JMM Insights: What We’re Reading
Whether on your night table or in your hammock or on the beach (six feet apart from other beachgoers); whether it’s e-reader, hardcover, or paperback; there has never been a better time to exercise your mind by reading. Our library at JMM may be closed but our ever-expanding selection of ideas for reading is open for the summer season.
THE DIGITAL MUSEUM: WHAT WE’RE READING
We also wanted to share two resources that any reader needs to know about – the first is Bookshop.org. Bookshop is a way to purchase books online while supporting your local independent bookstores, which is perfect for stocking up on your pandemic reading! In Baltimore alone you can choose to support Greedy Reads, Red Emma’s Booksellers, Station North Books, or The Ivy Bookshop through your Bookshop purchases.
The second is a browser app called Library Extension. When installed on your browser, whenever you look up a book on Amazon, it will tell you if there is a copy available at your local library (both physical copies AND digital copies – including audiobooks)! This may be one of the best technological innovations of our times – we love supporting libraries and stretching our book-buying dollars.
Below you’ll find all kinds of reading suggestions – some of us had a lot to say, so make sure to click through the “read mores” to see the entire post! Be sure to let us know what your reading – how do you find new books, or choose which old favorites to pick up? And don’t forget – you can also purchase books from Esther’s Place, find some new reading material and support JMM at the same time (and members – make sure to apply the code “member” at checkout to get your 10% discount).
Reading about extraordinary people in fantastical lands was always a safe place to retreat when the real world was a little too real for me. And so, it’s no surprise that I’ve returned to some of my favorites during this time, while I’m staying home as much as possible. Having these fantasy novels to immerse myself in have been like opening a door out of quarantine, even just for a little bit. I encourage you to check out a fantasy novel, or at least a fiction novel set in a place you haven’t visited before, to get the feeling of escape for a moment. Here are some of my favorites. READ MORE.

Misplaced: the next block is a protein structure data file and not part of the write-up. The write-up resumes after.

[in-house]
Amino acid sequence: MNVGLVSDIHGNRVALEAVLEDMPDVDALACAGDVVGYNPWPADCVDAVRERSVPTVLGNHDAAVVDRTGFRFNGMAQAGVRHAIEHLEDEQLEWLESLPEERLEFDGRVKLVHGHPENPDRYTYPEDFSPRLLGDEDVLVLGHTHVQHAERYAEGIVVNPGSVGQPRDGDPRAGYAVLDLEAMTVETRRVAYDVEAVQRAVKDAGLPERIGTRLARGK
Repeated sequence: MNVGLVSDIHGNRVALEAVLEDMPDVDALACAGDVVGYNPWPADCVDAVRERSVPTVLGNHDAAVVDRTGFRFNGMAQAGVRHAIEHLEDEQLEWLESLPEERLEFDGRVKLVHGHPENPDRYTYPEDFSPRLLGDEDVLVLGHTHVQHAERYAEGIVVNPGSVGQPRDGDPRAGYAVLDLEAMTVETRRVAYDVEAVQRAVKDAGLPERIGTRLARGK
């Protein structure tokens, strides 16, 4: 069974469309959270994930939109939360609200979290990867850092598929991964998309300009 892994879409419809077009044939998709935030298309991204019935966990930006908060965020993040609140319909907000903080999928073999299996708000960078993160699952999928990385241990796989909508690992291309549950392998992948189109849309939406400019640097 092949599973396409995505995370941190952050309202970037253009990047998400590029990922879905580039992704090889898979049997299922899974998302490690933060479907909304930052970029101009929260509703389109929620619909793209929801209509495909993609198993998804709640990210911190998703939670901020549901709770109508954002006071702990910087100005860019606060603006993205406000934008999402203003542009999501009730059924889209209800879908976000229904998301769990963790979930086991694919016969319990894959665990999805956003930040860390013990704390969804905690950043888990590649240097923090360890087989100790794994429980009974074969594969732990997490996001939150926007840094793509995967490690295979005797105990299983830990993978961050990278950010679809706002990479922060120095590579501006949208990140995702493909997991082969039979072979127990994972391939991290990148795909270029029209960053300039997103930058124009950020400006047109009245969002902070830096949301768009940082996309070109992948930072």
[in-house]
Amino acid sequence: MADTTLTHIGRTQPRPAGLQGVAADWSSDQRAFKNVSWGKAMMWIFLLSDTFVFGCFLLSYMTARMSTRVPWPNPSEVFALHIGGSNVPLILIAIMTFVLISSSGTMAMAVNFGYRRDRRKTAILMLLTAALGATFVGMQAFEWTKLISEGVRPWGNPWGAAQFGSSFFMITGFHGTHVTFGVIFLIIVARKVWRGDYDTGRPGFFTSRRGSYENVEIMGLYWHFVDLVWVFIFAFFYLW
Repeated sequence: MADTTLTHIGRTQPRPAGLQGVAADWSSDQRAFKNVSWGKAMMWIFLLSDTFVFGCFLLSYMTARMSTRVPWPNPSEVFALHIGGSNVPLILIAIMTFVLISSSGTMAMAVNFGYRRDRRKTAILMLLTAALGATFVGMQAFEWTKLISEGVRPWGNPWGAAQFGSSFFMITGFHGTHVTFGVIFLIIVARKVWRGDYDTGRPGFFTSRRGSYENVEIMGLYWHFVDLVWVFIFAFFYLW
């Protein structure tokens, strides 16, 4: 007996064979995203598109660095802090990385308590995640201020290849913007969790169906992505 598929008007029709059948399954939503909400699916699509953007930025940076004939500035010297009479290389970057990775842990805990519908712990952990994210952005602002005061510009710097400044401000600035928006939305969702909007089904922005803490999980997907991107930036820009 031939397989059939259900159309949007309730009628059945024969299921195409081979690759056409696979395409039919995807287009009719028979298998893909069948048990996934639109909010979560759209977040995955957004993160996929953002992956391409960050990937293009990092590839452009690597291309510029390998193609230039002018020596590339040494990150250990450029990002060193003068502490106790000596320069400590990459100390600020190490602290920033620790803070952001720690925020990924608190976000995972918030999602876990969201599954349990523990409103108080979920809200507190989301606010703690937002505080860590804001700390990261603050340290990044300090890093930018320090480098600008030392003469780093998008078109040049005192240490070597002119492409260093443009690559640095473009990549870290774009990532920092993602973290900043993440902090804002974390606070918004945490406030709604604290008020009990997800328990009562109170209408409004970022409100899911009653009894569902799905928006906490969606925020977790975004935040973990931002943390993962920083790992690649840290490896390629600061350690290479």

Tracey: Over the long weekend I ditched it all — high-brow lit, non-fiction explorations of the natural world, memoirs, and historical fiction. I escaped into classic fantasy, The Hobbit and The Lord of the Rings Trilogy by J.R.R. Tolkien. It was the perfect respite from the world of Covid-19.
First of all, it reminded me of my first reading of these books at age 16. And I relished in the opportunity to briefly inhabit a world where goblins and dragons, wizards, hobbits, giant flying eagles, elves, and dwarves, and yes, even mankind are learning how to live together in some kind of delicate balance. It was reassuring to immerse myself in a place where good and evil have clear distinctions. My mind was able to wander through landscapes that ranged from enchanting to desolate and sometimes downright frightening. If you have never read Tolkien but love fantasy, give it a try. It might interest you to know that C.S. Lewis and J.R.R. Tolkien were contemporaries and were part of a literary group in London called the Inklings. If ever there was a good time for great fantasy read, it is now.
Chris: I’ve been re-reading the book Mothers of Invention: Women of the Slaveholding South in the American Civil War by Drew Gilpin Faust. While all books by Faust are excellent pieces, this is probably one of her best written and widely acclaimed books on Civil War history. Faust leads the reader into a world in chaos as aristocratic society across the South is upturned in 1861 and daftly shows how high-class Southern women navigated the crisis of war. Focusing on the home front rather than the military front means Faust is able to thoroughly parse through thousands upon thousands of letters, memoirs, and diary excerpts to create the image of a society in change. READ MORE.
Re-watching the movies (check), re-watching The Mandalorian (check), eagerly waiting for updates on the upcoming Obi-Wan Kenobi television show (check). There’s been a lot of watching involved, so I decided to turn to a different medium this week – graphic novels. READ MORE.
Marvin: I do most of my reading for work. As you might suspect this means most of my reading is non-fiction. Recently though there was an exception. In preparing for my talk on our upcoming exhibit, Jews in Space: Members of the Tribe in Orbit, I was inspired to read Wandering Stars, a collection of science fiction stories about Jews in space written by Jewish authors here on Earth. The thirteen stories that editor Jack Dann selected for this volume include both stars of the scifi world such as Isaac Asimov and Robet Silverberg as well as authors better known for work in other genres (e.g. Isaac Bashevis Singer and Bernard Malamud). My personal favorite was William Tenn’s “On Venus, Have We Got a Rabbi” … a story that takes a novel look at questions of Jewish identity.
Joanna: A few people I know are having difficulty settling in to read anything these last few weeks (months, now), finding it hard to focus long enough to get into a book. I’m not having that trouble, thankfully, but I’m not diving into the high-tone literary novels I panic-borrowed before the brick-and-mortar library closed; nor am I taking this as an opportunity to work through the non-fiction books that have been waiting patiently in my TBR pile. While I’ve enjoyed a few e-book mysteries and such from the library, I’ve mostly been rereading old favorites from my shelves at home. Even if something bad happens in these stories – and sometimes it’s been long enough that I’ve forgotten that something bad happens – I already know that the ending will come out right, and I don’t have to think too hard or invest too much of my scattered energy on a convoluted plot or tormented characters. READ MORE.